It should be said that syndication deals and any other real estate deal that involves partners will always have their challenges. In this case, the challenges were with a particular partner. Below I am going to go over the three kinds of partners to avoid in any real estate deal.
1. The Know-It-All
We have all met them. They know more than you and there is always a story to one-up you. These partners don’t need your input — they already know what to do and how to deal with the issue at hand. These partners are dangerous because they are unwilling to be open to other perspectives. Every deal is challenging on its own, but more minds, thoughts, and ideas will likely yield successful avenues to overcoming those challenges.
In this particular instance, this partner was acting as a lawyer despite not having any legal training. Due to the doubled amount of work this generated for the lawyers in the deal to get on the same page, it ran up costs. When the issue was brought to this partner’s attention with questions about why things were being drafted that did not conform to the deal terms, righteous indignation ensued.
Know-it-alls are dangerous to deals. It is okay to not know everything about a deal. I constantly learn something from every deal. No one knows it all. If there is someone who is not open to others’ contributions to a deal, then that is not a partner you want. Remember, this will be your partner for the duration of this deal.
2. The Bully
No one likes a bully. In fact, some states have laws against bullying. When one partner uses intimidation, condescension, insults, and threats to force an issue or get their way, that is a disaster waiting to happen. It goes without saying that the schoolyard bully should not be part of your team of investors. Bullies are insecure about something and typically, their agenda is not in line with the mission of the investment team.
The bully in this recent deal was demeaning to the other partners, the lawyers, the bankers, and everyone who was not him. Not a wilting flower by any means, I politely, but firmly pushed back.
Standing up to the bully paved the way for the lawyers to get open communication with the other team members to work the deal in a manner that could get the closing done. However, with that bully of a partner still in that deal for the foreseeable future, I worry about the success of the investment team due to his volatile nature and unsportsmanlike conduct.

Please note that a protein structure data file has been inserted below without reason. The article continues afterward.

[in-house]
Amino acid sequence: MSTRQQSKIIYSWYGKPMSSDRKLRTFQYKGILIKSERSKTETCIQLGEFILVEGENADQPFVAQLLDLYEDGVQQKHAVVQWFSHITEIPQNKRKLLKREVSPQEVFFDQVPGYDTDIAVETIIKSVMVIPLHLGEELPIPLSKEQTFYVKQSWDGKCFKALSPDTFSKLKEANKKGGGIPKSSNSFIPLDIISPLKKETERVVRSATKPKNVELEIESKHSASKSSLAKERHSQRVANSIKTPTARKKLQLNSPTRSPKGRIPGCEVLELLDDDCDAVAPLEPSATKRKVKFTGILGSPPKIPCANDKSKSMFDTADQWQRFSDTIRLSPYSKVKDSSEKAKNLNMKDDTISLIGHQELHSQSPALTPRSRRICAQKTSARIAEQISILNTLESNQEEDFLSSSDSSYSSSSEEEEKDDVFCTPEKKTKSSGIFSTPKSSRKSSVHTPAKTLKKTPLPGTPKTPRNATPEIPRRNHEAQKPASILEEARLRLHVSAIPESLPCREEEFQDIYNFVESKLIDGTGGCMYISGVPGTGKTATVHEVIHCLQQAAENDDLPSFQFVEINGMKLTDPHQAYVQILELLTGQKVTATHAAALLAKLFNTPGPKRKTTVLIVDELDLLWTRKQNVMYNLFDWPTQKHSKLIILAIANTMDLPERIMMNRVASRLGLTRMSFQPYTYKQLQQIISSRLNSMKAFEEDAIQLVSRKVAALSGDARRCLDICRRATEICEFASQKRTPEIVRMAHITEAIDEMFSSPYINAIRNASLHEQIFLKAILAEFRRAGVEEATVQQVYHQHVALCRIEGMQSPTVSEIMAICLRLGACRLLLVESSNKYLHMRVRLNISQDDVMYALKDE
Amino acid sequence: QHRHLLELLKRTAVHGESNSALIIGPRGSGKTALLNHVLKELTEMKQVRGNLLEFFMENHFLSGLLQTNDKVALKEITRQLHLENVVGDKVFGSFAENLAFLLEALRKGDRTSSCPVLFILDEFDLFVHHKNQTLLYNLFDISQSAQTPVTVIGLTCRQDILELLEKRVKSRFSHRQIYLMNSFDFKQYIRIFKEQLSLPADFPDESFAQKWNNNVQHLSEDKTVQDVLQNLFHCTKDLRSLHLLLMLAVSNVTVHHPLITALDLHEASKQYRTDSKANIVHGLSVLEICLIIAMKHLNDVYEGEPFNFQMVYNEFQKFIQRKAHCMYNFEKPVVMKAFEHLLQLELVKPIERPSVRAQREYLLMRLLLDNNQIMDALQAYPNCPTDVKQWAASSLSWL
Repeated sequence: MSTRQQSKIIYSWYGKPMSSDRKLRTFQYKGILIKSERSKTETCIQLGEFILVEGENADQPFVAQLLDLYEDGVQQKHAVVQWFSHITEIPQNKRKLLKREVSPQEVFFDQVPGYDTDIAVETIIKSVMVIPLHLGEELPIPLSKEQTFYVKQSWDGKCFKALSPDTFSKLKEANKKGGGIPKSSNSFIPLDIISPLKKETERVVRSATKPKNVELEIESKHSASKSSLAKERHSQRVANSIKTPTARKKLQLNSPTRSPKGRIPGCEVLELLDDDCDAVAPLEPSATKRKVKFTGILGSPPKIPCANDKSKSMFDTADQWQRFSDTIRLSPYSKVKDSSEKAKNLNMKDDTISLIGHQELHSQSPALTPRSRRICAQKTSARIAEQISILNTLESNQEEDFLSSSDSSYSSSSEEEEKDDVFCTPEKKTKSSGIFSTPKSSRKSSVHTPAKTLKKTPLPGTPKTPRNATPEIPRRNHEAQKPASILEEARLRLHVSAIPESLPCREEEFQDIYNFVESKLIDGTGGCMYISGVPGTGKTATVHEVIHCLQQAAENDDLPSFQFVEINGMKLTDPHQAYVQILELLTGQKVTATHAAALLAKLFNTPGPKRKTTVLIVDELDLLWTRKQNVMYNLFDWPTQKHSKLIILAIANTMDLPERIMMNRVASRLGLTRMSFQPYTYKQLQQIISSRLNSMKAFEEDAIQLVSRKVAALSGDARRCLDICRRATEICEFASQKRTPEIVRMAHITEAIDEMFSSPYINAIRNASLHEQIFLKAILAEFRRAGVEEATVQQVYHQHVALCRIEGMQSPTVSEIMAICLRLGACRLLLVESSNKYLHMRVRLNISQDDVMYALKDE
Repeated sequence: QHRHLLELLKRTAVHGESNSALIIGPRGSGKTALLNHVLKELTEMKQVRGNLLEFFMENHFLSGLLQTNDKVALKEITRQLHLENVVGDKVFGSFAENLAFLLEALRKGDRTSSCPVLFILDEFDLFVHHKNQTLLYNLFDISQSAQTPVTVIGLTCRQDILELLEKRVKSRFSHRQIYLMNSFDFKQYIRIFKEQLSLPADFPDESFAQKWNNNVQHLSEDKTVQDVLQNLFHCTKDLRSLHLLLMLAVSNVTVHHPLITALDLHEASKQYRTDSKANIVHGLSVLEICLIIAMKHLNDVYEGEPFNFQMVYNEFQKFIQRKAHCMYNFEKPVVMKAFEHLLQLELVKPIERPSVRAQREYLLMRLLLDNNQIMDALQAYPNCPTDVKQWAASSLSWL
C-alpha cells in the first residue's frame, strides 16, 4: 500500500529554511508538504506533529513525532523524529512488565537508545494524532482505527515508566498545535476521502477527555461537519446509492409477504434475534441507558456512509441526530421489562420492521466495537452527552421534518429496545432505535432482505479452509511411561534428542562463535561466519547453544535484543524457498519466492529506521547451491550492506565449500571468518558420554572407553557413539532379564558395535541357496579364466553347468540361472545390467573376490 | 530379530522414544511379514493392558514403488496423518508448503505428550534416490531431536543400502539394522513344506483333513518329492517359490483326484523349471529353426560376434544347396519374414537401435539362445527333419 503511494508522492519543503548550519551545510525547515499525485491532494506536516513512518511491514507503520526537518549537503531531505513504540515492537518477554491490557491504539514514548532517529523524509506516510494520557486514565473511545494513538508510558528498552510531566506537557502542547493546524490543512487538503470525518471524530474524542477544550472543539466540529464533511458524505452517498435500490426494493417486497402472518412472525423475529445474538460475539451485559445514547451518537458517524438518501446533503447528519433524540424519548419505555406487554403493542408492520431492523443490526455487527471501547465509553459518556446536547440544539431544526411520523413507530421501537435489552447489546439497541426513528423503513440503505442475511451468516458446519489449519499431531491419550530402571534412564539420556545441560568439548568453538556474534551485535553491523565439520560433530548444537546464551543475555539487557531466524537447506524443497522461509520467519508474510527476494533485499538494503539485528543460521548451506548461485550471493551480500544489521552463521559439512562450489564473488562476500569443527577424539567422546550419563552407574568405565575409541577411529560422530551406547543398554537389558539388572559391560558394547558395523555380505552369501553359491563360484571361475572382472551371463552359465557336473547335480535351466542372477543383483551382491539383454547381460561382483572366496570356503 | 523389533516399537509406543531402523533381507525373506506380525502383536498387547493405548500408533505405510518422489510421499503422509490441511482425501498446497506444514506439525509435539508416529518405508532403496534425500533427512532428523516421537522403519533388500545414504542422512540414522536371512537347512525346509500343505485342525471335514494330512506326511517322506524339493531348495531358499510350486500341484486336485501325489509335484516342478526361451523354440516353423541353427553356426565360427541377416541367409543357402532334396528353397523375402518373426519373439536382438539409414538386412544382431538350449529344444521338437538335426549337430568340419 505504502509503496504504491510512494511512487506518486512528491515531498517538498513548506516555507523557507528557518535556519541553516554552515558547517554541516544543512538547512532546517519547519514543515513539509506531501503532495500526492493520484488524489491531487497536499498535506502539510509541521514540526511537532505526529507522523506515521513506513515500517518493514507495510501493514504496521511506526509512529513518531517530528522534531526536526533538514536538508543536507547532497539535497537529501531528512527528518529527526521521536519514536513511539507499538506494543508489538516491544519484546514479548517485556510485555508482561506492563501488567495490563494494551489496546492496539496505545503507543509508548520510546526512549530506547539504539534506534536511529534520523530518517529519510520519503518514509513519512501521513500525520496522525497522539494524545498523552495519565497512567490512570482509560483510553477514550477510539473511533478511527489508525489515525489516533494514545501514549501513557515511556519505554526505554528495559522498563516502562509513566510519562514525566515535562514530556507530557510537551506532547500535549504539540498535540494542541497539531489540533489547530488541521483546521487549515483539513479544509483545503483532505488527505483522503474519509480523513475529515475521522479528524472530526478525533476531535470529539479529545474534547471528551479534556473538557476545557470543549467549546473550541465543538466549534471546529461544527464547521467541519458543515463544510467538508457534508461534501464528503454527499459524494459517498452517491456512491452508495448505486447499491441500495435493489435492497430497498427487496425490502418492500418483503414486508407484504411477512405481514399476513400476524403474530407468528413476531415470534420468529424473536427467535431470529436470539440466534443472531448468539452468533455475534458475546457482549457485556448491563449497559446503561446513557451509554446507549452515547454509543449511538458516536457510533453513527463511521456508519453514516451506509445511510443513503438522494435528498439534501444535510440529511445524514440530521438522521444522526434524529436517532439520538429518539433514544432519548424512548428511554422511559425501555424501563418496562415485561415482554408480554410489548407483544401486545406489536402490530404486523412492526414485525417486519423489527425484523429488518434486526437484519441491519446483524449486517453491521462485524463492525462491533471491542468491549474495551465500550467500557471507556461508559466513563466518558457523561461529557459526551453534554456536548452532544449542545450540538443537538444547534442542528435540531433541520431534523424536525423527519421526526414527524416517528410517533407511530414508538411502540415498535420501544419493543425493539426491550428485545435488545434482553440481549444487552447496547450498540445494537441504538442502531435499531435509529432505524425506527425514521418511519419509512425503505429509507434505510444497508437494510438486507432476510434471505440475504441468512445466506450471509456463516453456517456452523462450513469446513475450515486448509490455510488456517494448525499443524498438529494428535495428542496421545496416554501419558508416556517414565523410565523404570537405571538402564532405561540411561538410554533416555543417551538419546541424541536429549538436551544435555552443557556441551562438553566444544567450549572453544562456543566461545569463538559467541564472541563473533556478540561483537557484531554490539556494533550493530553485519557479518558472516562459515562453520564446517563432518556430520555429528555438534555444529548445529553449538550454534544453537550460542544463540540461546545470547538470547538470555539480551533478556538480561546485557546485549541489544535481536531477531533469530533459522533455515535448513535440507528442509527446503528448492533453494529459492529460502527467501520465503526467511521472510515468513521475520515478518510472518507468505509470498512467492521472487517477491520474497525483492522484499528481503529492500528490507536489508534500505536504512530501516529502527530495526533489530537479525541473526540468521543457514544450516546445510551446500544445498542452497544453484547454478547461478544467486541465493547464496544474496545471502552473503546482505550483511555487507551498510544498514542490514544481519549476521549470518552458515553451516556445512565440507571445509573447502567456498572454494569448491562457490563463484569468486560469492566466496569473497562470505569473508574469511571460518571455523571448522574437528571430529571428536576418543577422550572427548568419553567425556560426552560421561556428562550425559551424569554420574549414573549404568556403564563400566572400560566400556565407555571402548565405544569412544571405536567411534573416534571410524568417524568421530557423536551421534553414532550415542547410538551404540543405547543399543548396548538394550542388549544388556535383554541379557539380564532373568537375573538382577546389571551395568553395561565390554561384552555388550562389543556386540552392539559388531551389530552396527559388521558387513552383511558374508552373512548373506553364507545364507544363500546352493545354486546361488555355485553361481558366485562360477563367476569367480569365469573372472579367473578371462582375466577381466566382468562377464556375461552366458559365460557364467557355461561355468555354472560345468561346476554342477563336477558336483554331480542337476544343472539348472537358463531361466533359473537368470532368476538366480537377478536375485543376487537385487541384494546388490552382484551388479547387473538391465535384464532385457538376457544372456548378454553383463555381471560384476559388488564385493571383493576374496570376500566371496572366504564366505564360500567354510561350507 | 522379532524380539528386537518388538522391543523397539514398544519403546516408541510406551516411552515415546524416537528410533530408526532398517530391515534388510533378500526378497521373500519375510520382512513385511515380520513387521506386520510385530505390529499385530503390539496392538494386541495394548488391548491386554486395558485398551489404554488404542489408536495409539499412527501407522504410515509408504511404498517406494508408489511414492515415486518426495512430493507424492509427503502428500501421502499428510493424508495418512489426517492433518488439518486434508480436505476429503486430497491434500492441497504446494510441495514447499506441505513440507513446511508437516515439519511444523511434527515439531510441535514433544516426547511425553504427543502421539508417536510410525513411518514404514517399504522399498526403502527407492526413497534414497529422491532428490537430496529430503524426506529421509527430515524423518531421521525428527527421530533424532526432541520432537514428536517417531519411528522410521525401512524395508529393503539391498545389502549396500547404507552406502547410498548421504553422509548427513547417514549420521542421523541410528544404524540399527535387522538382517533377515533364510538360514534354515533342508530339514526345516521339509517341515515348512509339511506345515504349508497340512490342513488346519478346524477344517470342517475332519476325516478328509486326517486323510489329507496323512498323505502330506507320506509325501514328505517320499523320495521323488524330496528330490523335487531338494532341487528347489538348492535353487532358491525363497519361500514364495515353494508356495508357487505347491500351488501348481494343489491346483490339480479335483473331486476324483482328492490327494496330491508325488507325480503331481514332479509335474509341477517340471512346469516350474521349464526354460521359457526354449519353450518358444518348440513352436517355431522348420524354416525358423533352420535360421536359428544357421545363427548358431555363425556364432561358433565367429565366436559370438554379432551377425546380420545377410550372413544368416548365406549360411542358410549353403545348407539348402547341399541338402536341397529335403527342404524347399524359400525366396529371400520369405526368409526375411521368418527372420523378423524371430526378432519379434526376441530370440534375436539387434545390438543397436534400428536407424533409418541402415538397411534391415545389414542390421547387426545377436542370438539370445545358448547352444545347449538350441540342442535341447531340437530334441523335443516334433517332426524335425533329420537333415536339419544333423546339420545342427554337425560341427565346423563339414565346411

3. The Control Freak
Syndication deals, big and small, require a free flow of information among the members, the lawyers, and the bankers. Deals move smoothly when there is open communication. Investors need to know what is happening with their money, time, and efforts to achieve success. Moreover, those investors need to be involved in underwriting, financing, and legal requirements to close the deal.
In this particular deal, the problem partner was controlling all information. He was not sharing legal documents, was not dispersing requests from the lawyers to the other partners, and log-jammed lawyers talking with each other so he could control the information. Legal documents were wrong, opinion letters were not drafted, due diligence was delayed, and the deal got pushed back for closing the following week.
After lawyers started copying each other on requests, conference calls were had that circumvented the control freak, and information started passing back and forth. The other partners to the deal jumped in and started moving forward with their contributions, and the deal was successfully closed. However, the control freak was only sidelined after the lawyers started talking and figured out where the knot in the communication was to be found.
That one deal had a problem partner that hit the trifecta of who not to partner with. Remember that partnerships are very much like a marriage: they require communication, understanding, kindness, and an open mind. No deal is worth an abusive relationship. There are always other deals to be found and other partners who will support the team mindset necessary to achieve real estate investing success.
About the Author:
Brian T. Boyd, JD, LLM, www.BoydLegal.co
Disclaimer: The views and opinions expressed in this blog post are provided for informational purposes only, and should not be construed as an offer to buy or sell any securities or to make or consider any investment or course of action.